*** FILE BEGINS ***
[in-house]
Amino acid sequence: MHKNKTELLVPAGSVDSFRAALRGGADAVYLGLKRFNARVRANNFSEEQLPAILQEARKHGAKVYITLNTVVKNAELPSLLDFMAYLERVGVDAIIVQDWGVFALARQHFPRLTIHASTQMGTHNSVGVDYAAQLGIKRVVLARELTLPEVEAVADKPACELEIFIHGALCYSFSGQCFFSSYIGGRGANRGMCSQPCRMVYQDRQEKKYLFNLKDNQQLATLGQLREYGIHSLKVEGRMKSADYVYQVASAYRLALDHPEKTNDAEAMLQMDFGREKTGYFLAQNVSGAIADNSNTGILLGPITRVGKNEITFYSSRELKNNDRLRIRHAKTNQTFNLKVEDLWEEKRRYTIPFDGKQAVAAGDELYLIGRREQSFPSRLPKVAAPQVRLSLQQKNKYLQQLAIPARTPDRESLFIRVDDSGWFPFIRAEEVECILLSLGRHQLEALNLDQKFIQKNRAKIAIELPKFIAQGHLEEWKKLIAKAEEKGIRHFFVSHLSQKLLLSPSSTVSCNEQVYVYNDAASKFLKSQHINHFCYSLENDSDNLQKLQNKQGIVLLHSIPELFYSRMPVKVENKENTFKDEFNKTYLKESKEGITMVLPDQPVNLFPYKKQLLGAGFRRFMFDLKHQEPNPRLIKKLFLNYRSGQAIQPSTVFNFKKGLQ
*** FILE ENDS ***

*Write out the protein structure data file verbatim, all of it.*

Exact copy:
[in-house]
Amino acid sequence: MHKNKTELLVPAGSVDSFRAALRGGADAVYLGLKRFNARVRANNFSEEQLPAILQEARKHGAKVYITLNTVVKNAELPSLLDFMAYLERVGVDAIIVQDWGVFALARQHFPRLTIHASTQMGTHNSVGVDYAAQLGIKRVVLARELTLPEVEAVADKPACELEIFIHGALCYSFSGQCFFSSYIGGRGANRGMCSQPCRMVYQDRQEKKYLFNLKDNQQLATLGQLREYGIHSLKVEGRMKSADYVYQVASAYRLALDHPEKTNDAEAMLQMDFGREKTGYFLAQNVSGAIADNSNTGILLGPITRVGKNEITFYSSRELKNNDRLRIRHAKTNQTFNLKVEDLWEEKRRYTIPFDGKQAVAAGDELYLIGRREQSFPSRLPKVAAPQVRLSLQQKNKYLQQLAIPARTPDRESLFIRVDDSGWFPFIRAEEVECILLSLGRHQLEALNLDQKFIQKNRAKIAIELPKFIAQGHLEEWKKLIAKAEEKGIRHFFVSHLSQKLLLSPSSTVSCNEQVYVYNDAASKFLKSQHINHFCYSLENDSDNLQKLQNKQGIVLLHSIPELFYSRMPVKVENKENTFKDEFNKTYLKESKEGITMVLPDQPVNLFPYKKQLLGAGFRRFMFDLKHQEPNPRLIKKLFLNYRSGQAIQPSTVFNFKKGLQ